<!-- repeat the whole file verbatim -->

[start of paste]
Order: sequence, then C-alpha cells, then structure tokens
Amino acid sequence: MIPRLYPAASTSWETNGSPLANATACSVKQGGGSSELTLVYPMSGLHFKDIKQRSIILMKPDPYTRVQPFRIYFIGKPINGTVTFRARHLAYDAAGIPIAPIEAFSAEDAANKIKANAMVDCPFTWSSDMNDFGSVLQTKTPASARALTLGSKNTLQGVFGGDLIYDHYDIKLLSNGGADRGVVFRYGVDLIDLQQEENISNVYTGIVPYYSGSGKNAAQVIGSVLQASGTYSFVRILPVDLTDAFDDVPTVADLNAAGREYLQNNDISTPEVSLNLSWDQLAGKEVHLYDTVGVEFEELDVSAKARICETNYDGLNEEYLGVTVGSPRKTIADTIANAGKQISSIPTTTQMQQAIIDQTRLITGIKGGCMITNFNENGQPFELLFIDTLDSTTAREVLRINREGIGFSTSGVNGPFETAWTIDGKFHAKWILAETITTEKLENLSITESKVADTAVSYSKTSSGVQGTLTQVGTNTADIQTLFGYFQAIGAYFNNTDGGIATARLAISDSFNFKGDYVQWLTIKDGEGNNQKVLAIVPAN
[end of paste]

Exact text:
Order: sequence, then C-alpha cells, then structure tokens
Amino acid sequence: MIPRLYPAASTSWETNGSPLANATACSVKQGGGSSELTLVYPMSGLHFKDIKQRSIILMKPDPYTRVQPFRIYFIGKPINGTVTFRARHLAYDAAGIPIAPIEAFSAEDAANKIKANAMVDCPFTWSSDMNDFGSVLQTKTPASARALTLGSKNTLQGVFGGDLIYDHYDIKLLSNGGADRGVVFRYGVDLIDLQQEENISNVYTGIVPYYSGSGKNAAQVIGSVLQASGTYSFVRILPVDLTDAFDDVPTVADLNAAGREYLQNNDISTPEVSLNLSWDQLAGKEVHLYDTVGVEFEELDVSAKARICETNYDGLNEEYLGVTVGSPRKTIADTIANAGKQISSIPTTTQMQQAIIDQTRLITGIKGGCMITNFNENGQPFELLFIDTLDSTTAREVLRINREGIGFSTSGVNGPFETAWTIDGKFHAKWILAETITTEKLENLSITESKVADTAVSYSKTSSGVQGTLTQVGTNTADIQTLFGYFQAIGAYFNNTDGGIATARLAISDSFNFKGDYVQWLTIKDGEGNNQKVLAIVPAN